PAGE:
It started three or four years ago, when he asked his grandmother Sylvia to teach him how to make her Italian cookies.

“She pulled out her old recipes that you could barely read,” Dominicus recalled on a recent afternoon in his parents’ kitchen in North Deering, where he started Bella’s. “I really think the first time, she left out a few things.”

Edith Dominicus, Tony’s mother, said Sylvia had been trying to teach her how to make the cookies for years, but Edith is more of a meatballs-and-lasagna cook.

“Anthony had an interest in learning so that the tradition would go on,” she said. “(Sylvia) showed Anthony once, and she was amazed how he just picked up on it. Definitely, he has a knack.”


Next came learning how to make his mother’s Italian-style cheesecake, a childhood favorite made with ricotta cheese, sour cream and cream cheese. Edith says she learned the recipe years ago from her cousin and started making it for her own family.

“We just had it at Christmas and Easter,” Edith said. “That’s the only time I would make it, because it’s very rich and has a few calories in it.”

Tony started making his grandmother’s cookies and his mother’s cheesecake for Christmas and Easter gifts.

“The following year, people would be asking me, ‘Am I going to get any cookies or cheesecake?’ ” he said. “So then I started messing around with different flavors of cheesecake.”

Dominicus now makes 15 to 20 cheesecakes per week, but his output jumps to 20 to 30 a day during the holiday season. He’s also started making bite-sized cheesecakes for weddings and other events ($18 a dozen), and wants to start selling his Italian cookies by the pound as well.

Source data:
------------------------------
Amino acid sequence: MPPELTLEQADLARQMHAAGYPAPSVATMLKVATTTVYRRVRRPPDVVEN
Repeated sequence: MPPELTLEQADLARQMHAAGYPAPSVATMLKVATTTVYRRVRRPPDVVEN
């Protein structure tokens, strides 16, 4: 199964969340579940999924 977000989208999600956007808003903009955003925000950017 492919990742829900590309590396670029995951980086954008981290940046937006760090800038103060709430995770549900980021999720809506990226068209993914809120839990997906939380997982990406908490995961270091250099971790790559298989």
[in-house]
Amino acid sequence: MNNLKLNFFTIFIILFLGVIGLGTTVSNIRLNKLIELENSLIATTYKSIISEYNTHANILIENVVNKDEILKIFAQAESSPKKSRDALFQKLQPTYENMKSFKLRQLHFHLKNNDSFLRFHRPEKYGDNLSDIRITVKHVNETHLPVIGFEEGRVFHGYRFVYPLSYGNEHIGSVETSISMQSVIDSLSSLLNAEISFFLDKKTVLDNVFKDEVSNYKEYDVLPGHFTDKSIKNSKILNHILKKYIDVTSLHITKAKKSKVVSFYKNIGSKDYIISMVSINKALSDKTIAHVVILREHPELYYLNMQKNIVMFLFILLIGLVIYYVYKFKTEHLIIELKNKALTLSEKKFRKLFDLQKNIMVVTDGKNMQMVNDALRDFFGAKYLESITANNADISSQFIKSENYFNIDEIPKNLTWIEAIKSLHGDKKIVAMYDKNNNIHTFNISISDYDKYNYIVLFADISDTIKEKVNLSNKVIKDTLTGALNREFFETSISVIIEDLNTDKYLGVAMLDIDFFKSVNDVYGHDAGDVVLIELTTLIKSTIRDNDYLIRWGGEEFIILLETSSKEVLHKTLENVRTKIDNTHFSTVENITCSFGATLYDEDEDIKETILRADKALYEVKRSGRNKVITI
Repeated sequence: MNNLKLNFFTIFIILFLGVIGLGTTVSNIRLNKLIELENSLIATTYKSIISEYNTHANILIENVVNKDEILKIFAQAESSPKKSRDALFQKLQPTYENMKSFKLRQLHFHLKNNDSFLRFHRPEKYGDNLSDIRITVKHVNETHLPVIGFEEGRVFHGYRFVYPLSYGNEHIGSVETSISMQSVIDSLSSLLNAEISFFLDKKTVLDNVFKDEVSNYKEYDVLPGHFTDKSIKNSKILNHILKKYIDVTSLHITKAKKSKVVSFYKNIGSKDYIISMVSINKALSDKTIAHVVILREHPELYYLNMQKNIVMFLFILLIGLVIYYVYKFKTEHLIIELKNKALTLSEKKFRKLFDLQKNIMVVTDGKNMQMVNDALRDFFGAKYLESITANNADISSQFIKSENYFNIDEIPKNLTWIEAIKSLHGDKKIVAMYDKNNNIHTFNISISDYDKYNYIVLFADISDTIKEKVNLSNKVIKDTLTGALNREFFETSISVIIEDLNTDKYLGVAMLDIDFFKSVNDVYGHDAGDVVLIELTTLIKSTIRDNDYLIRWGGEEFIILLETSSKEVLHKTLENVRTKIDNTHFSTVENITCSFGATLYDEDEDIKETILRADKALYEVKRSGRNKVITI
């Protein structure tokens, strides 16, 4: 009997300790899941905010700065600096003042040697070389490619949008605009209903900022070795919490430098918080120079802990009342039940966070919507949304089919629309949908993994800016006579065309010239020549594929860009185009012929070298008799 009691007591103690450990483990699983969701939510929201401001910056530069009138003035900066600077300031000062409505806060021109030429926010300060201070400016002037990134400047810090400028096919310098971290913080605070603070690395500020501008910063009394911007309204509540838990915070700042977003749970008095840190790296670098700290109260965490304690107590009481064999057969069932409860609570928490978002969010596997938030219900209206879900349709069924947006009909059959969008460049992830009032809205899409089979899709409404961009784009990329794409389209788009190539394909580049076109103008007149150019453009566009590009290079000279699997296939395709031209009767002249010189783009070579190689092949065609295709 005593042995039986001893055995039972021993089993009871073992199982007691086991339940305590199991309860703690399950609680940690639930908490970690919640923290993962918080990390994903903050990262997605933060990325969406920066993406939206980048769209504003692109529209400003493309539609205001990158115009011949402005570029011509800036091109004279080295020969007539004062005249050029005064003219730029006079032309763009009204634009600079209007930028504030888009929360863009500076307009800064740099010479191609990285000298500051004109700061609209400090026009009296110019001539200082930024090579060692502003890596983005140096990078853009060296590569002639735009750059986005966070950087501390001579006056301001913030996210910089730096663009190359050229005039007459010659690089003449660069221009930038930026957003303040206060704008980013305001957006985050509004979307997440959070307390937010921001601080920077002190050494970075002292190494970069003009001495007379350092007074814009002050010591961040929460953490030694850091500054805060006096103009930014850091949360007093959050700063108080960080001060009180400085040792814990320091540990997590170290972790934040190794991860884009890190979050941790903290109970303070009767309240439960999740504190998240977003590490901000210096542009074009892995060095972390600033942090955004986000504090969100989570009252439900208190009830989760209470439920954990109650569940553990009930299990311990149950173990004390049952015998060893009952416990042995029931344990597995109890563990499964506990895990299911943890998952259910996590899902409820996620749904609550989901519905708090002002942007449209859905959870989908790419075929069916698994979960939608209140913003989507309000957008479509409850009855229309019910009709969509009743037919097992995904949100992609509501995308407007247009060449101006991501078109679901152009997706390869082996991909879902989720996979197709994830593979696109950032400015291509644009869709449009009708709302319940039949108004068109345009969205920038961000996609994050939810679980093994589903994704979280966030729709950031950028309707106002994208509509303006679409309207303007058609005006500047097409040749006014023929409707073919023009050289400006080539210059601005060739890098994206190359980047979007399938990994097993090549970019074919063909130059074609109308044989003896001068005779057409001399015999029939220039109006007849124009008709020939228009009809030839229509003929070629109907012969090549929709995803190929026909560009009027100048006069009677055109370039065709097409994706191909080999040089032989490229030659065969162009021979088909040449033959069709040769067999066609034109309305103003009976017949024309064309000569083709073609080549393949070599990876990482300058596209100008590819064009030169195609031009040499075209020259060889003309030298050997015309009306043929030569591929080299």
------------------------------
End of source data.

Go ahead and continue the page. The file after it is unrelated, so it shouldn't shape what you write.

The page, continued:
Bella Cheesecakes are served in two brew pubs, the Liberal Cup in Hallowell and the Run of the Mill in Saco, but Dominicus would like to place them in more restaurants. His ultimate goal is to open his own bakery. With at least 36 flavors of cheesecake under his belt, he certainly would have no trouble stocking his own place.


Dominicus gets a lot of his ideas for new flavors from friends. The Moxie cheesecake was born when he was hanging out with a couple of friends who really love the Maine soft drink.

For a friend’s bachelor party a couple of weeks ago, Dominicus made a maple-bacon cheesecake that had been rattling around in his head for a while. The maple cheesecake sat on top of a pound cake crust, and was topped with chocolate ganache and crushed bacon.

It was a hit with his friends, so Dominicus will be adding it to his menu “because I think it’s one of those unique ones people will gravitate to.”

“They have to be a little daring,” he said, “but you’ve got the salty and sweet (flavor profile), which is really hot right now and does go well together.”

Dominicus will be debuting a new flavor on April 11 at the annual Chocolate Lovers’ Fling, but refused to give any hints about what it might be. “I can’t let my secrets out yet,” he said.


Staff Writer Meredith Goad can be contacted at 791-6332 or at: [email protected]